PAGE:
MediaTech Watchlist: Netflix, Axel Springer, DAZN, and more…

A watchlist of selected past, present and future business developments in MediaTech.

  • Netflix released its first Engagement Report, detailing viewing time for a plethora of titles on its platform, in December 2023. The dataset includes 18,214 original and licensed titles as well as the hours Netflix viewers spent watching them between January and June 2023. This analysis (FT, requires subscription) points out that this report is far from perfect as it does not include important variables such as genre and features missing data for other fields such as release date. However, the data does highlight some interesting trends in streaming viewing. For example, most of the top-performing titles in the catalogue were shows released between 2022 and 2023, highlighting the importance of constantly refreshing content pipelines for streaming platforms. Moreover, the data shows that, as you would expect, the big hitters are a very small minority of the total number of shows in the catalogue – this may not be the case in the future due to greater aversion to risk, as this article from Variety argues. Did you uncover some noteworthy trends in the report? Do email me with your thoughts, should you have any.
  • In a landmark deal, news publisher Axel Springer partnered with ChatGPT creator OpenAI in December 2023. In a nutshell, the deal will allow OpenAI to use the news stories produced by Axel Springer’s brands, which include Politico and Business Insider, to train its Gen AI models, in exchange for an annual fee (reportedly “tens of millions of euros”). More importantly, the deal will also allow ChatGPT users to access (referenced) summaries of Axel Springer’s articles through ChatGPT – including stories that are included in subscriptions offered by Axel Springer’s brands. For OpenAI, this deal is arguably about legitimacy as it attempts to protect itself from potential regulatory backlash caused by its use of copyrighted information in training data. The key question is, however, what does this mean for news businesses? While the deal puts a price on news content, it may also stifle the incentive to pay for news as ChatGPT users will be able to access summaries of otherwise gated content.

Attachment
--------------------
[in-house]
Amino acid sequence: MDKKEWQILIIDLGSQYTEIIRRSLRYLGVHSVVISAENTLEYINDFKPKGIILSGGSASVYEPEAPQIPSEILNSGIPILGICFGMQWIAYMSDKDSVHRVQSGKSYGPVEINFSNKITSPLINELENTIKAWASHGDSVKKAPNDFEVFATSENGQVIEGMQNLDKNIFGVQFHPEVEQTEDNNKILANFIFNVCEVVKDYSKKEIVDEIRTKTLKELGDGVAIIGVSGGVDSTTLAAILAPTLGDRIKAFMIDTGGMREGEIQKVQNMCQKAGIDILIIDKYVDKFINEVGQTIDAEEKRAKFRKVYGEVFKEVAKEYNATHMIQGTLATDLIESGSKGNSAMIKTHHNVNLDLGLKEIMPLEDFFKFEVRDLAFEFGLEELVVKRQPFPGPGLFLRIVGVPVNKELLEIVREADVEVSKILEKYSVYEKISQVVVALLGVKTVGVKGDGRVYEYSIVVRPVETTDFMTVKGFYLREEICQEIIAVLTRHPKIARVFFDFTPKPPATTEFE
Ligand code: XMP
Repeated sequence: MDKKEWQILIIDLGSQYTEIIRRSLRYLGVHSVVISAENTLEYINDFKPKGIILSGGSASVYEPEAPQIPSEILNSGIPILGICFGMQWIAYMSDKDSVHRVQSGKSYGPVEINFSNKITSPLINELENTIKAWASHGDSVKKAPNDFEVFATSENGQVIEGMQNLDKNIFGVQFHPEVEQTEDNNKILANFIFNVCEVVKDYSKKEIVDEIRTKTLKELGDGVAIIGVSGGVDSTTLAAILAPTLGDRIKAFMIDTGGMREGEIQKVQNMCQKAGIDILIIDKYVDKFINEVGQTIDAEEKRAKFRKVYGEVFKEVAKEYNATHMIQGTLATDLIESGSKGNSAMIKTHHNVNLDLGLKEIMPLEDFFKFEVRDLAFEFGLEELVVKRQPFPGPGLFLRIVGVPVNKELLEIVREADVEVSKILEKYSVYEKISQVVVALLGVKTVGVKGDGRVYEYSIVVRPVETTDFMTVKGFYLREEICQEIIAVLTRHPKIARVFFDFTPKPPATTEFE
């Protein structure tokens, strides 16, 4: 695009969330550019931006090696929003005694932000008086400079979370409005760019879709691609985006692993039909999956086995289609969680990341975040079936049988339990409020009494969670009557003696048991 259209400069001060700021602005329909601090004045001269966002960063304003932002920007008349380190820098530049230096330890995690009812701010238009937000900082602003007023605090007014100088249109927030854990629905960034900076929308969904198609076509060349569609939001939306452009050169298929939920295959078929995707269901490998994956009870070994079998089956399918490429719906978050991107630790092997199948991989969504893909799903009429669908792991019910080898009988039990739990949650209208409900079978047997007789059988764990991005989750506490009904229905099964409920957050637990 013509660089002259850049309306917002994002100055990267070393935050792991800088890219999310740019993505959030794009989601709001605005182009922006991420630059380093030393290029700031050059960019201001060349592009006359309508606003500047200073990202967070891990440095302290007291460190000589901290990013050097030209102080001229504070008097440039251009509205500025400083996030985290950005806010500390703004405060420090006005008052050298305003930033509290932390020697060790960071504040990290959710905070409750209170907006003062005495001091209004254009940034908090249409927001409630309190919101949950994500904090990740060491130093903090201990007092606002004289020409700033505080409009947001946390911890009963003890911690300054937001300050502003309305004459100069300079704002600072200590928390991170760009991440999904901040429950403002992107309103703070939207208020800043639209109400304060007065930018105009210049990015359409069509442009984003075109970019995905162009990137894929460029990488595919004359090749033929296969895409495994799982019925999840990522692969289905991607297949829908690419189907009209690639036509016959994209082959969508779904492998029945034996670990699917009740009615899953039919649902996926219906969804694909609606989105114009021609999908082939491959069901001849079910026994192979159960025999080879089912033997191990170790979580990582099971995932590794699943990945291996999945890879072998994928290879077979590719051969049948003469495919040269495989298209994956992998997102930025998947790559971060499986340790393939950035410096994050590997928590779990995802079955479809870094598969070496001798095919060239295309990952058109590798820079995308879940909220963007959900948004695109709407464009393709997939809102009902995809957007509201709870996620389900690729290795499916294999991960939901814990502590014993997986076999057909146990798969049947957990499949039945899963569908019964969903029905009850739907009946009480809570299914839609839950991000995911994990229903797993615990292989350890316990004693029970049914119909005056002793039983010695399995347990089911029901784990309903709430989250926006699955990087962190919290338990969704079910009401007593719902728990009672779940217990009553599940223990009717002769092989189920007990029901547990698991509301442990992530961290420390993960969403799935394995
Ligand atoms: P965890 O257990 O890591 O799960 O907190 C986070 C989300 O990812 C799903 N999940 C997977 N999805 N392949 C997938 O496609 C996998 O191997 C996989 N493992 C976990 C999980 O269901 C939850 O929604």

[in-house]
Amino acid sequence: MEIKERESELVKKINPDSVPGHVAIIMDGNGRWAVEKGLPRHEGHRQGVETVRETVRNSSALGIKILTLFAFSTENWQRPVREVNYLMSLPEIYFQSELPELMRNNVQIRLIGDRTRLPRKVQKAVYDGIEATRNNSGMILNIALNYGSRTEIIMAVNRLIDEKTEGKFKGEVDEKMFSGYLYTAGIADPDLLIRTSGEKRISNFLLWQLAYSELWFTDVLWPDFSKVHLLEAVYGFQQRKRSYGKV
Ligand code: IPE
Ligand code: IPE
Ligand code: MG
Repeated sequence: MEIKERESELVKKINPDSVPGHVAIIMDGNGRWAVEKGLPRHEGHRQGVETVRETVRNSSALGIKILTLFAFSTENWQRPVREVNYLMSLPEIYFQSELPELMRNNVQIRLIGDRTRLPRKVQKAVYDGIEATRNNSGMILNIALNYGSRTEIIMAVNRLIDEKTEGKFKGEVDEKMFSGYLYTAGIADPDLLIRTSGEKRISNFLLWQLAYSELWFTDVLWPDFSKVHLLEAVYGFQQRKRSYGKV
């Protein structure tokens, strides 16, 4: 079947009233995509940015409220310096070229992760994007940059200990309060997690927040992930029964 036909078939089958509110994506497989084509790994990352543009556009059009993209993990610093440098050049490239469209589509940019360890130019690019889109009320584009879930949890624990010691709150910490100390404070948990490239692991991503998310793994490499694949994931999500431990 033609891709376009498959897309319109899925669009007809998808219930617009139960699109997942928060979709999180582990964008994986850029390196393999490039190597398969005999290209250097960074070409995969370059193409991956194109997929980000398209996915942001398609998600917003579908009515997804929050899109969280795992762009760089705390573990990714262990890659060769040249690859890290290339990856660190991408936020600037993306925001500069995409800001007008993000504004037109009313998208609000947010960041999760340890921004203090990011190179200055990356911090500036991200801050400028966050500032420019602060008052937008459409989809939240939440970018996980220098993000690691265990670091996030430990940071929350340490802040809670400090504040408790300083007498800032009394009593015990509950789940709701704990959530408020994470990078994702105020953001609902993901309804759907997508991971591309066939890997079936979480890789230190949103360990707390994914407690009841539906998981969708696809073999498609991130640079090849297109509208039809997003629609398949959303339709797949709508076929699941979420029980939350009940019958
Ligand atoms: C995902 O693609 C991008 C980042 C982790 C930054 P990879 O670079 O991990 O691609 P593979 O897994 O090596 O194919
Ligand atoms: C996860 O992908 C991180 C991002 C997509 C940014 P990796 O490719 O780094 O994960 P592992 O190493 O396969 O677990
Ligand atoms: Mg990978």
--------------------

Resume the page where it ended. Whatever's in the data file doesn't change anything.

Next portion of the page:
• DAZN is reportedly in conversation with potential new investors to fund its expansion into new sports in 2024. DAZN’s losses between 2019 and 2022 have oscillated between $1bn and $2bn every year, though, apparently, its 2023 financials should reveal some improvements in the profitability of the sports streamer.
  • Advertising prices in the US are expected to rebound next year from the deflation they suffered from in 2023 due to the combined impact of the end of the Hollywood strikes, elections, and important sporting events in 2024.
  • Disney and Comcast increased ad spending on Instagram after pausing commercials on X.
  • M&A in media will rebound in 2024 despite an unfavourable economic conjuncture, according to PwC. There have already been signs of this between the end of 2023 and the start of 2024 – more on this in the next newsletter.

Search For More Content